What is Creative Writing? Well, think of it this way... our brains are constantly absorbing a vast amount of data, and when this data is processed and then expressed as useful information, it is done so in a manner which is specific to an individual - and often creative. So, we all write creatively – every day... every time that someone writes an email, sends a text, jots down a shopping list, scrawls out a post-it reminder... yes – this is Creative Writing.
Different forms of Writing There are of course many different writing forms: short stories, novellas, poetry, articles, etc., and each of these have their own features. Ultimately, there is no hard-and-fast rule though... no-one can say that a piece of writing is not valid – only that it does not conform to a standard.
Getting Started It might be the case that you have always wanted to write a story, but are not sure where to begin. Well, just try to write something - anything. Describe a scene, consider some characters – or set down a dialogue between two people. In your mind, try to picture a scenario. It might perhaps be something that you remember from your day – a conversation in a bus, a snapshot view of a shop you were in, or maybe an interesting looking building.
Once you begin to write down the situation that you picture in your mind, then you can begin to develop a plot by asking questions – such as: Why is this scene occurring...? Who is involved? For example, you may have pictured a lottery ticket lying on the paving stones on a busy precinct. Perhaps you might ask what it is doing there... Did it fall out of someone's pocket? Is it still valid? What would happen if someone found it? Would they take it back into the shop? Would they hand it in, or try to cash it? What would happen next?
Often, the best way to get this type of plot construction working, is to let a character 'guide' you through the adventure. You will probably be surprised at where the character goes, and what the character says, but run with it. You will soon find that the story will start to pull itself together.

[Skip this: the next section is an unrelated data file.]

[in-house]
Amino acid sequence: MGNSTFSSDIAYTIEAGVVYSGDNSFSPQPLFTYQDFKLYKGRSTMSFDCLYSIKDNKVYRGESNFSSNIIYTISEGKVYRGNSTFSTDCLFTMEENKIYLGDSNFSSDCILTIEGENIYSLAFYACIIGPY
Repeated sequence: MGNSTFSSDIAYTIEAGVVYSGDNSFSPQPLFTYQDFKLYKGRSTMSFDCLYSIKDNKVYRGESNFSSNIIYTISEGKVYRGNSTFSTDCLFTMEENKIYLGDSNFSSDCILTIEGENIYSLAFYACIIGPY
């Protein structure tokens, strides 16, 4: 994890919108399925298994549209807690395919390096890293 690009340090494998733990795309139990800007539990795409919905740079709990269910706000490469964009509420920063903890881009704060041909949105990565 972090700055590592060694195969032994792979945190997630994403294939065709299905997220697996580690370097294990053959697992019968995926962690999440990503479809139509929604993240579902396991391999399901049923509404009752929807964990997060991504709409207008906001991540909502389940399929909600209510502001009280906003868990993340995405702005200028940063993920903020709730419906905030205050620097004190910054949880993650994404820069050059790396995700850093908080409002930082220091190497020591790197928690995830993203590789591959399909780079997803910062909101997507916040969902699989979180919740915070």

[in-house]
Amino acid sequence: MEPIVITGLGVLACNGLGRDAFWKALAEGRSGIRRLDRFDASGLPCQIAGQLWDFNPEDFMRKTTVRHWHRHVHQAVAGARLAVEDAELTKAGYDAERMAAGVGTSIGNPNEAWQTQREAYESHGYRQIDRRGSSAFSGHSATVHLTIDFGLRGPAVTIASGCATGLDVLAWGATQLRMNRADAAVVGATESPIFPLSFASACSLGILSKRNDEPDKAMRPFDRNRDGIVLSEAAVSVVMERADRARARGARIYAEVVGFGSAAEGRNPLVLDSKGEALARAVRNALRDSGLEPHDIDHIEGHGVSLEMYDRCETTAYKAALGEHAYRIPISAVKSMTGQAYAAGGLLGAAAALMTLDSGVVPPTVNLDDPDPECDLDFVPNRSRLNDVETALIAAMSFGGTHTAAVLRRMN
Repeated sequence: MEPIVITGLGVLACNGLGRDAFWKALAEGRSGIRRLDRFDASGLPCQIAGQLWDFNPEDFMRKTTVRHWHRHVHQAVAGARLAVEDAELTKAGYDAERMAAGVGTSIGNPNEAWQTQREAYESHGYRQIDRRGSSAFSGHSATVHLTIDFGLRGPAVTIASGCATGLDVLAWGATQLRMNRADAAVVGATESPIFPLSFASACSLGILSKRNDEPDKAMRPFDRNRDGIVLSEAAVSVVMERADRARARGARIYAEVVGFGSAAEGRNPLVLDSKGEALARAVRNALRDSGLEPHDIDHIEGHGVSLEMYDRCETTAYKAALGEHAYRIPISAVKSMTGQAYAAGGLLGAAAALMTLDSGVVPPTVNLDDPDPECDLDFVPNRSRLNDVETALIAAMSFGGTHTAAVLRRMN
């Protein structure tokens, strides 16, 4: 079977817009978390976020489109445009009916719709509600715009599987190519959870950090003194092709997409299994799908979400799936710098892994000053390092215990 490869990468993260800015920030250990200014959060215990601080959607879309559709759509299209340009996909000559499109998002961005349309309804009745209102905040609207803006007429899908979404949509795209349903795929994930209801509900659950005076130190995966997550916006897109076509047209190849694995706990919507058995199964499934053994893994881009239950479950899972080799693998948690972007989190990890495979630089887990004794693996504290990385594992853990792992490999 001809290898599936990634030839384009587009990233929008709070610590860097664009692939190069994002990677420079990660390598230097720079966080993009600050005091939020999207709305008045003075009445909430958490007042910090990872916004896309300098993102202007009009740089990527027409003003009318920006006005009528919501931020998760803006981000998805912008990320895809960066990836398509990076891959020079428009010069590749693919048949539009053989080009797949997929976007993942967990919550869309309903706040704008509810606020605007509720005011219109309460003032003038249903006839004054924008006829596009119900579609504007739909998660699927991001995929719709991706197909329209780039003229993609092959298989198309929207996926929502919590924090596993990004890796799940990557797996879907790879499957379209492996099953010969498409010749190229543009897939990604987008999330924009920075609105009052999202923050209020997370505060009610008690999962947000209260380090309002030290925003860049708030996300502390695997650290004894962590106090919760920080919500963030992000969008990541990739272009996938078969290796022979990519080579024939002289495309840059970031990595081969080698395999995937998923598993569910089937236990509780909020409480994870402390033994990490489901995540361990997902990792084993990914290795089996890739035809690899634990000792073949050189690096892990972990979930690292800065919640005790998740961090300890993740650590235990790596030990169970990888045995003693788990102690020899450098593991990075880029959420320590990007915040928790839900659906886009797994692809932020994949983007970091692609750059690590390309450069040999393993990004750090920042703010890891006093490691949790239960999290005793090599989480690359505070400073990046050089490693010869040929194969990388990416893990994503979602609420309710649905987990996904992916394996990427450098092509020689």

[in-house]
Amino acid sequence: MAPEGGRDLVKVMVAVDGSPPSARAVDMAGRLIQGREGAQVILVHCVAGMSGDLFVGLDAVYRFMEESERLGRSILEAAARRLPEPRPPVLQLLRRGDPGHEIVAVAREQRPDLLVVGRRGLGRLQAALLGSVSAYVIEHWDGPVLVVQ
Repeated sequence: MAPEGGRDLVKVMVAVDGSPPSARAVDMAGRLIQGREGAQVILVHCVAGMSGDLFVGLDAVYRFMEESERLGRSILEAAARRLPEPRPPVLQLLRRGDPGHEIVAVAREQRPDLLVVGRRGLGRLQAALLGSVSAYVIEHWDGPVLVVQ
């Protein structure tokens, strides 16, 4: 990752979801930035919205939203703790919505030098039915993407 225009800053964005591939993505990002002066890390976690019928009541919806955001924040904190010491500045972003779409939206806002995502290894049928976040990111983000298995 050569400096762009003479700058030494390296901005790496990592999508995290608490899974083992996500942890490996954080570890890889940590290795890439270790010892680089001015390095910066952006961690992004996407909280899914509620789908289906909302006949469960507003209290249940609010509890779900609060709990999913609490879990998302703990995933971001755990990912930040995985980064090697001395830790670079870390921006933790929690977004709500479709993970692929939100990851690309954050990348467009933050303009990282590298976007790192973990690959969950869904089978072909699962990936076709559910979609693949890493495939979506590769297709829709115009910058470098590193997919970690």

Establishing good habits for Writing It is good practice to write something every day, even it is just one paragraph. But what if you find that you have fallen out of the habit, or can’t motivate yourself to write anything at all?
Perhaps you could try following one of these suggestions:
Rewrite one of your old stories from another character’s point-of-view.
Edit someone else’s story – ask yourself whether or not the author has been too verbose, whether the phrases make sense, whether there could be better use of alliteration, rhythm, etc.
Join a local Writer’s Circle for a term, and attempt the exercises set by the tutor. Aim to be involved in any discussions.
What about Writer's Block? Once you have started writing regularly, you may be aware of the phenomenon known as 'Writer's Block' - don't panic! This is completely natural. Many creative people have a deep-seated fear that their ideas will eventually dry up.
However, there are several options to overcome this problem:
Use a ‘random word selection’ process to generate ideas – this might involve (for example) flicking through a business telephone directory or a newspaper, and selecting an advert as a starting-point for a scenario.
Set yourself a personal challenge – attempt to write a story / article for a competition with a suggested title (regardless of whether you enter it or not) in a single day.
Keep a diary for a week, jotting down the specific details of each day's events – review the diary the following week – this may provide you with an interesting situation as a starting point for a piece of fiction.
And don't forget – "... there's a story around every corner."